Welcome back to Spine IQ’s BackBlog! Last week, we discussed the relationship between stress and pain. This week, we will continue the discussion surrounding psychological comorbidities and their clinically relevant association with pain, which is often overlooked by clinicians dealing with the physical aspect, by focusing on depression and anxiety. The current prevalence of depression globally is about 280 million adults or 5% of all adults.1 Approximately 31% of people are expected to have an anxiety disorder at some point during their life time.2 Adding in the high prevalence of musculoskeletal pain and there is a lot of overlap between depression, anxiety, and pain. In fact, pain is commonly found in about 70% of people with depression or anxiety disorders.3,4

The relationship between pain and anxiety/depression is likely to be bidirectional. People with pain can become fear avoidant leading to more social isolation and work loss that can develop into depression or anxiety. Additionally, people with depression or anxiety may develop poor coping strategies or behaviors that can increase their likelihood of experiencing pain. This makes depression and anxiety important conditions to be aware of when treating people with pain. In this blog, we will discuss the evidence and clinical implications for conservative spine clinicians surrounding the relationship between anxiety, depression, and pain.

Depression and/or anxiety leading to pain

Depression and anxiety can lead people to being hyperaware of potential threat and subsequent avoidance of activities. This fear avoidance due to depression and anxiety is a risk factor for pain. When people with depression or anxiety report having comorbid pain, clinicians tend to focus more on the physical symptoms (pain) and focus less on psychological symptoms (depression and anxiety). This leads to people presenting with comorbid depression/anxiety and pain having a lower likelihood to have an accurate recognition and diagnosis of their psychological conditions. It is important for clinicians to always remember Hickam’s dictum, which states “patients can have as many diseases as they please.” Clinicians should rigorously assess patients presenting with pain for psychological symptoms (depression and anxiety and be prepared for patients to be able to present with both physical (pain) and psychological (depression and anxiety) conditions. In a previous blog we described yellow flag screening tools that clinicians can use in their office to screen for psychological conditions. People with depression and/or anxiety are more likely to have disabling pain. Specifically, a study found that compared to people with no depression or anxiety, people with remitted depression/anxiety are 3.53 times more likely to have disabling pain, people with depression are 6.67 times more likely to have disabling pain, people with anxiety are 4.84 times more likely to have to have disabling pain, and people with depression and anxiety are 30.26x more likely to have disabling pain.5 People with comorbid depression/anxiety and pain that are being treated for their depression and/or anxiety are less likely to benefit from the treatment compared to people with depression and/or anxiety without pain.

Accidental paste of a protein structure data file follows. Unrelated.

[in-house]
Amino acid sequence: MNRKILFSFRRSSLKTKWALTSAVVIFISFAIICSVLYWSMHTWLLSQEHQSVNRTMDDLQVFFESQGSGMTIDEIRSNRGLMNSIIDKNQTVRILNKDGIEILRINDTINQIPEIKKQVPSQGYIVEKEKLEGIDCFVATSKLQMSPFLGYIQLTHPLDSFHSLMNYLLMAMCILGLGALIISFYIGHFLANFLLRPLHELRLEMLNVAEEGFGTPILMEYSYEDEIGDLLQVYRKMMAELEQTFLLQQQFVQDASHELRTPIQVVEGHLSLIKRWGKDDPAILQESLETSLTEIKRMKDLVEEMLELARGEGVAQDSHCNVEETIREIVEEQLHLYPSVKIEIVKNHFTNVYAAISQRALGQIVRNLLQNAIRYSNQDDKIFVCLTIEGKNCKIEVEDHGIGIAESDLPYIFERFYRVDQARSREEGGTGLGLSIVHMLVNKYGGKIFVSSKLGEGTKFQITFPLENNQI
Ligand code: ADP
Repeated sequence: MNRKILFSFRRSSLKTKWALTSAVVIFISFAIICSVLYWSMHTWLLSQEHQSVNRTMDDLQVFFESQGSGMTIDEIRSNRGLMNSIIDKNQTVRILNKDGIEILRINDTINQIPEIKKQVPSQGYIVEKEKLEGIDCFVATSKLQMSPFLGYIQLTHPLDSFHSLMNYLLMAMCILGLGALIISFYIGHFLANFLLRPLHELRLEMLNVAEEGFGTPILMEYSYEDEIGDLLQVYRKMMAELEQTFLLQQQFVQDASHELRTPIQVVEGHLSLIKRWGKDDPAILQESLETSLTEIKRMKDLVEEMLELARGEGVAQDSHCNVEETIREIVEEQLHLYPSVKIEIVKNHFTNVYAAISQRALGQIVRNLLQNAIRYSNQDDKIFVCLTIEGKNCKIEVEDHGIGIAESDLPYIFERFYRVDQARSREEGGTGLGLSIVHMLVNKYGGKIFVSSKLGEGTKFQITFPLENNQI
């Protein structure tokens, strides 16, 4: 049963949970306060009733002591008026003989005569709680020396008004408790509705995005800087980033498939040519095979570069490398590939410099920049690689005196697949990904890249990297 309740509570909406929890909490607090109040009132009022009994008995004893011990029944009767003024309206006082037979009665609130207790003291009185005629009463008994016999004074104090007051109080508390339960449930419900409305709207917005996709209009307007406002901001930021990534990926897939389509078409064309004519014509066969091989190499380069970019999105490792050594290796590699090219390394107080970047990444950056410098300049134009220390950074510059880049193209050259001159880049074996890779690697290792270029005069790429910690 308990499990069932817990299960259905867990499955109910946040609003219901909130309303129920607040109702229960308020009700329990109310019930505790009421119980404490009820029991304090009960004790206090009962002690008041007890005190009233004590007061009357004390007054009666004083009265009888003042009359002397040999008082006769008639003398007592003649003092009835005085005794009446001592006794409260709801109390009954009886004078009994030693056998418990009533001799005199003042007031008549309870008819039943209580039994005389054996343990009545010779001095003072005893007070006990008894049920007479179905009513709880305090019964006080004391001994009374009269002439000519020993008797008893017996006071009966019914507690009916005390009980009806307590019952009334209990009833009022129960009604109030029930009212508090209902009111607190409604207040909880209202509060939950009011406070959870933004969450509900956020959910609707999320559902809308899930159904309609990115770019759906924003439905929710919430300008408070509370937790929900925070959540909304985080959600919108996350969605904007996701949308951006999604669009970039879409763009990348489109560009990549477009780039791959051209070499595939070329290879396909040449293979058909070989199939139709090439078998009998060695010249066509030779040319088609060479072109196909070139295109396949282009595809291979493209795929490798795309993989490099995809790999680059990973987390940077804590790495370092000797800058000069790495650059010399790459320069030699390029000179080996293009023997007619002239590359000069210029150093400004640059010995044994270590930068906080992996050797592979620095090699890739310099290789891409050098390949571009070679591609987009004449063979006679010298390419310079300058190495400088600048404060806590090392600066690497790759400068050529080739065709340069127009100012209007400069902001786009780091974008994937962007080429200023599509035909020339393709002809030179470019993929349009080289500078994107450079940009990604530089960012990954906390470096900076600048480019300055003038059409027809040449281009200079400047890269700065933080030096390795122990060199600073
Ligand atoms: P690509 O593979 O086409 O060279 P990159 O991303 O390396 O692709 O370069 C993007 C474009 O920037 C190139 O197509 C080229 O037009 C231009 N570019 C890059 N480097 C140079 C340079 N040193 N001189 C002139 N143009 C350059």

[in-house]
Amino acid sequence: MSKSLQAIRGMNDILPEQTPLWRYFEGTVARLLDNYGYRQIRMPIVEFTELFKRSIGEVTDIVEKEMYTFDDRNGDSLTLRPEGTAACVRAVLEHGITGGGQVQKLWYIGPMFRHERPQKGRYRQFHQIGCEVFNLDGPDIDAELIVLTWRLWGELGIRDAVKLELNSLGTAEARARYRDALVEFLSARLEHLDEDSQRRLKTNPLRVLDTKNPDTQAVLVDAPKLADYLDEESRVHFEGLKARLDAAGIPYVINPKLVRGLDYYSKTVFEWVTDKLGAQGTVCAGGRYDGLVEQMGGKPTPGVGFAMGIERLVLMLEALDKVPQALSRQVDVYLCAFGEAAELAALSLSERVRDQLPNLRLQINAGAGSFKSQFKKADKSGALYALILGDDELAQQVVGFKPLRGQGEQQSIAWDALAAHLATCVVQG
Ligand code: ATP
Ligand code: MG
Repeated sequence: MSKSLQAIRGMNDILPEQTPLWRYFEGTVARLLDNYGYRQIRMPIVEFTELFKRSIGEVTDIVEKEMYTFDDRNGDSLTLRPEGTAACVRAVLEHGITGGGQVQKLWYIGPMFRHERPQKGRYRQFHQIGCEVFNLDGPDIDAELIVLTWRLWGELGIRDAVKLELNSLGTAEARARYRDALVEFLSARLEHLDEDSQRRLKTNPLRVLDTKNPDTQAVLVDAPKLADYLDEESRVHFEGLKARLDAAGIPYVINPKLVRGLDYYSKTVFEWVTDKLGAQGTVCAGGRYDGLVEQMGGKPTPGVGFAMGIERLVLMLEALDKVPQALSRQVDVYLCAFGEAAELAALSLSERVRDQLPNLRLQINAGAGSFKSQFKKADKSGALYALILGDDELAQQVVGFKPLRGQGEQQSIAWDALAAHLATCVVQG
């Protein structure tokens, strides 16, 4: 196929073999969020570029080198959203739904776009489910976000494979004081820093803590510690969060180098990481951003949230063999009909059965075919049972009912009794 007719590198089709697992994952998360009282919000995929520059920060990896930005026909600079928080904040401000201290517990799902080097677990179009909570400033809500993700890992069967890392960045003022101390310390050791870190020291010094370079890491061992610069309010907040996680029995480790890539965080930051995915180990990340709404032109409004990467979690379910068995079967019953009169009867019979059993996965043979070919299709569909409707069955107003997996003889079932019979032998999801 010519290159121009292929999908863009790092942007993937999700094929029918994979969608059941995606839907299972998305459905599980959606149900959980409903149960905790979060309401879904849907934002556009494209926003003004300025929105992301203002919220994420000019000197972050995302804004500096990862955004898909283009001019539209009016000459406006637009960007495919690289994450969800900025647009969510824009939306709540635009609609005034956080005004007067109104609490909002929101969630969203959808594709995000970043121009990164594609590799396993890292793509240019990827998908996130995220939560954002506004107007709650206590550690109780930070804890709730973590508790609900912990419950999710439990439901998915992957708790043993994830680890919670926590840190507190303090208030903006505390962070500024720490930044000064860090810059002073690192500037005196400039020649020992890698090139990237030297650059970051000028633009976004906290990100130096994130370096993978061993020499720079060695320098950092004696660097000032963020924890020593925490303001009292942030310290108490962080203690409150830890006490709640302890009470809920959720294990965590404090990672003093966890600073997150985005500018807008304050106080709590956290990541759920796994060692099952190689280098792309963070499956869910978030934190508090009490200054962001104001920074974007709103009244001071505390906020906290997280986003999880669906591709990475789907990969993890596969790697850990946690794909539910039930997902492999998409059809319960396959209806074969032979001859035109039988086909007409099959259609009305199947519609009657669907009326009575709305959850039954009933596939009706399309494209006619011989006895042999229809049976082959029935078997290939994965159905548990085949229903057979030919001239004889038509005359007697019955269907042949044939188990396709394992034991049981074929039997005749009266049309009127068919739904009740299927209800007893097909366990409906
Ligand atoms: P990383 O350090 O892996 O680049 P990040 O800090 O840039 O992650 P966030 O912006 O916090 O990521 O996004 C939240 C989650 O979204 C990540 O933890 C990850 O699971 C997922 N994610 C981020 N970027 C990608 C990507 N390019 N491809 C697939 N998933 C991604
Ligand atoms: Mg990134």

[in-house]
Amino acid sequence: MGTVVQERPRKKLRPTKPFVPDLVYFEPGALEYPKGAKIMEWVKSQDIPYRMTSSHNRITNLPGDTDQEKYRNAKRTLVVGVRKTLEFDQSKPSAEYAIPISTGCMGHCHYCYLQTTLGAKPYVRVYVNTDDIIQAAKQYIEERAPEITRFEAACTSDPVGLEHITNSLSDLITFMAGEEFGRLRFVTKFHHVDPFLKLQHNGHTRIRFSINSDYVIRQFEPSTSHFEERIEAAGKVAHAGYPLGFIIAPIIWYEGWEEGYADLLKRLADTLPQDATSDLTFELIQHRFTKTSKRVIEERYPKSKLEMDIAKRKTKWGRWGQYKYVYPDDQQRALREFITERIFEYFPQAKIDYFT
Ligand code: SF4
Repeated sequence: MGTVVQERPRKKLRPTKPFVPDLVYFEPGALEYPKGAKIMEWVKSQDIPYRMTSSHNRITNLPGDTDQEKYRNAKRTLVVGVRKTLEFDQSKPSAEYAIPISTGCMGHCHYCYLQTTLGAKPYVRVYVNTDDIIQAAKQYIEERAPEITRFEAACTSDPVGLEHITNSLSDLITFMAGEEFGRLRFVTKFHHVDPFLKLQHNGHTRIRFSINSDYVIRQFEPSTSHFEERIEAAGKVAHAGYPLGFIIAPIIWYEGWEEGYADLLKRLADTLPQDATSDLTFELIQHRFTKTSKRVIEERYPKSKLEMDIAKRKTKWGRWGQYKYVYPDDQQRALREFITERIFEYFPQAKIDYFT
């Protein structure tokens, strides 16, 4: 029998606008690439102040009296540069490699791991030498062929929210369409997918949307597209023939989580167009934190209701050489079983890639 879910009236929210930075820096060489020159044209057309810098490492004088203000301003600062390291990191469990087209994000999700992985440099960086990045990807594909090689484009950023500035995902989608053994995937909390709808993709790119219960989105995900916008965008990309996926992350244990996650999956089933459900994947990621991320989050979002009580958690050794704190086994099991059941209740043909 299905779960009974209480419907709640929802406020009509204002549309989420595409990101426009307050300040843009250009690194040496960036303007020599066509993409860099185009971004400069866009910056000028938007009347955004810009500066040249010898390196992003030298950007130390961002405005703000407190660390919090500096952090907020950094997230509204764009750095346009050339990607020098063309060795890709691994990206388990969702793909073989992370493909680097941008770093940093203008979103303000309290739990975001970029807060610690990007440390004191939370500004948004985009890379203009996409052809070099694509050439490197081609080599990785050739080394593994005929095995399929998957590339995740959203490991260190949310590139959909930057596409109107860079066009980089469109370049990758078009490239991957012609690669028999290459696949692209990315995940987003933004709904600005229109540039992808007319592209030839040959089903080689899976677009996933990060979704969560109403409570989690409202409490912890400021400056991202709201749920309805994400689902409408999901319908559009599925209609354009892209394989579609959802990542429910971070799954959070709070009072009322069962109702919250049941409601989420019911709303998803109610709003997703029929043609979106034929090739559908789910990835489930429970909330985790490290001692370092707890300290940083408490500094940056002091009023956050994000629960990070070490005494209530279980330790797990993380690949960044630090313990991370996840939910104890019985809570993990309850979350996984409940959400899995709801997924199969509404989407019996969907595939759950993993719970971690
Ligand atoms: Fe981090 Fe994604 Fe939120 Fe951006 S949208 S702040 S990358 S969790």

Pain leading to depression and/or anxiety

Pain has a unique way of being detrimental and burdensome to people’s lived experiences. Pain can become disabling, which leads to people not being able to do the things that they love. This can lead to higher likelihood of experiencing depression or anxiety. In fact, compared to people without pain, people with pain are 2.28 more likely to have remitted anxiety, 2.64 times more likely to have depression, 2.29 more likely to have anxiety, and 3.88 times more likely to have depression and anxiety.5


Conservative spine clinicians must begin to acknowledge the high likelihood that patients with pain are likely to have depression and/or anxiety that may be undiagnosed. Decreasing pain with conservative care may help depression and anxiety symptoms. However, clinicians can discuss with their patients when depression and/or anxiety symptoms may need referral or co-management with psychological clinicians. Having relationship(s) with psychological clinicians is equally as important as relationships with Orthopedic, cardiologists, neurologists, etc. not just for potential referral/co-management of patients seeking care for pain presenting with comorbid depression and/or anxiety but also for patients seeking care for depression/anxiety presenting with comorbid pain. Discussing with psychological clinicians that treatment for depression and/or anxiety is less effective when patient has comorbid pain can lead to referrals and co-management of these patients, which will lead to greater value and treatment effect both for the physical (pain) and psychological (depression and anxiety) conditions.


  1. Depression. Accessed May 1, 2022. https://www.who.int/news-room/fact-sheets/detail/depression
  2. Bandelow B, Michaelis S. Epidemiology of anxiety disorders in the 21st century. Dialogues Clin Neurosci. 2015;17(3):327-335.
  3. Bair MJ, Robinson RL, Katon W, Kroenke K. Depression and Pain Comorbidity: A Literature Review. Arch Intern Med. 2003;163(20):2433-2445. doi:10.1001/archinte.163.20.2433
  4. Impact of pain on the course of depressive and anxiety disorders – PubMed. Accessed July 20, 2021. https://pubmed-ncbi-nlm-nih-gov.palmer.idm.oclc.org/22154919/
  5. de Heer EW, Gerrits MMJG, Beekman ATF, et al. The Association of Depression and Anxiety with Pain: A Study from NESDA. PLoS ONE. 2014;9(10):e106907. doi:10.1371/journal.pone.0106907